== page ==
At some point in my senior year, after Mr. Mills was sure I’d be the one to start a revolution when he was trying to teach about US history and the American revolution, I started an actual one. See, the administration had decided to enact a policy to punish people who were late for class by randomly locking the doors at the moment the bell rang and anyone caught in the hallways would get an automatic suspension. This happened right before my civics class and I thought it was a BS policy. But what could we do?
Me and a couple of other kids (whose names I no longer remember) created an acronym, UNFAIR (and I wish to god I could remember what it actually stood for) and implored students – ALL students – to stay outside their classrooms on a specific day the following week. Our reasoning was that they couldn’t suspend us all (we had a graduating class of several hundred and maybe 2000 students in the school in total).
At the time, I was working as a student aid for my Spanish teacher (I had dropped the class but needed something to fill the period) so had access to the ditto machine*** and could print up the flyers telling the entire school population our plan. I had told my folks that I would probably get suspended and I went off to school to distribute the flyers and by the end of the day, I had, in fact, been suspended. I had been summoned o the vice-principal’s office. Seems I was fairly well known in those parts. Might have had something to do with getting a bit irate about the thought of Jewish holidays being counted against us when everyone got Christmas off. I was rather vocal about coming in Christmas day to make up for the days I would miss by not coming in on Rosh Hashanah and Yom Kippur.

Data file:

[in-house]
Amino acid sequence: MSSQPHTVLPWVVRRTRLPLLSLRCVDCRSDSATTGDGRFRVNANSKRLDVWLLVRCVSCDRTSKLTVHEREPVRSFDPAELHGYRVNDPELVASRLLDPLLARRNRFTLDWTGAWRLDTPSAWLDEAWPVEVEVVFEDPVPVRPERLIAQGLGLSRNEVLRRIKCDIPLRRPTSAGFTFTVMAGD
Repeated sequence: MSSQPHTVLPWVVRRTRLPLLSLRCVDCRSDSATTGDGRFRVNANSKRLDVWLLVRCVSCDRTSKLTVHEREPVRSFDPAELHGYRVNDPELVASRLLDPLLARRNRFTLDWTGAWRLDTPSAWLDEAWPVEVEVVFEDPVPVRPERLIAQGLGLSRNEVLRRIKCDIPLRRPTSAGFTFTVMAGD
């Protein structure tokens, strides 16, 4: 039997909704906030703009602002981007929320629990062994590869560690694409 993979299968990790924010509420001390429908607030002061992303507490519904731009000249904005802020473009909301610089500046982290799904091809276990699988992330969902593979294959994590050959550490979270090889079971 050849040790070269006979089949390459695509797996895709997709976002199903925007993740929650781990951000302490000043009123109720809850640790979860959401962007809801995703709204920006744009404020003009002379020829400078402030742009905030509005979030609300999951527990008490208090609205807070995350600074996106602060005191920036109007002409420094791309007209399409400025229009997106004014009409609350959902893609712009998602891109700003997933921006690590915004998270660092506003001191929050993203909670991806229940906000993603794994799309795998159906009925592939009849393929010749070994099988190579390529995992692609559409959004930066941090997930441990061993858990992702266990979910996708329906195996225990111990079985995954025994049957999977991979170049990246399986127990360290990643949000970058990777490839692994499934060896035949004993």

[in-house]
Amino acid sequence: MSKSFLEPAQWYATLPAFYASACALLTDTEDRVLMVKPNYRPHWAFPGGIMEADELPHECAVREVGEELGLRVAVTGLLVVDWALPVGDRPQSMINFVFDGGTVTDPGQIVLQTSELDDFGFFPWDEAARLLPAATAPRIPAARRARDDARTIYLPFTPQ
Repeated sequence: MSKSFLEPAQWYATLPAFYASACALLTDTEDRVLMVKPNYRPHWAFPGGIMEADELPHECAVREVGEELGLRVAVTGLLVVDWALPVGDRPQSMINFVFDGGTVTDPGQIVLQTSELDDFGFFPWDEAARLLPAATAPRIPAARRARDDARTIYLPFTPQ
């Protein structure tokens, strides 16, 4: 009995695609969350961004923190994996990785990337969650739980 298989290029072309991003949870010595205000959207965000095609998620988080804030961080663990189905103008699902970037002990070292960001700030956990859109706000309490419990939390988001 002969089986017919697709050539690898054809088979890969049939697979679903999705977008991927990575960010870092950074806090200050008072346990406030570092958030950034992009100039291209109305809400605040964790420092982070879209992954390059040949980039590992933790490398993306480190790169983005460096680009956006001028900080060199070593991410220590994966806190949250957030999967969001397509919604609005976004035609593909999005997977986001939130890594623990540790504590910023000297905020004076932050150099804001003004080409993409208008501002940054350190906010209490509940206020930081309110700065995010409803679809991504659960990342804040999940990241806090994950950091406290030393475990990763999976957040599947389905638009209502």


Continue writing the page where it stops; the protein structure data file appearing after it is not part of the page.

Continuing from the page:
The one-sided conversation went something like this: “Jaq, I don’t know if you had anything to do with this or not,” she said, pointing to the flyer. “I think you did, but even if you didn’t, you know who did.” She claimed I could get charged with “incite to riot” but we had, quite specifically, said in the flyer and otherwise that this was a peaceful protest (things I had learned about from Gary Kaempfer, among the many other things he taught me).
At that point, there was nothing to do but ‘fess up. I want to say I took the whole of the blame and didn’t turn anyone else in, no naming name for me, but I’m not sure at this point if I was that much of a stand up guy.
What I do know is that our little protest made an impact. The district put our several full page memos on how to deal with us and the district never again pulled that kind of a stupid stunt, at least not during our senior year.
So there you go, my career as a trouble maker. I’m sure I did other things after school and beyond, but in school, these were the highlights.
* “School,” I’ve learned living over here in Lithuania, is different than “University.” School is specifically grades 1-12 and lo the derision one will incur if one happens to equate one with the other
** I’m not going to count anything before high school as that doesn’t seem fair to the spirit of the assignment. Although in 9th grade I did often get into trivia contests with my social studies teacher, Gary Kaempfer, who proceeded to let me know, in no uncertain terms, I was an example of why some animals ate their young.
*** If you don’t know what a ditto machine is a) consider yourself lucky and b) check here.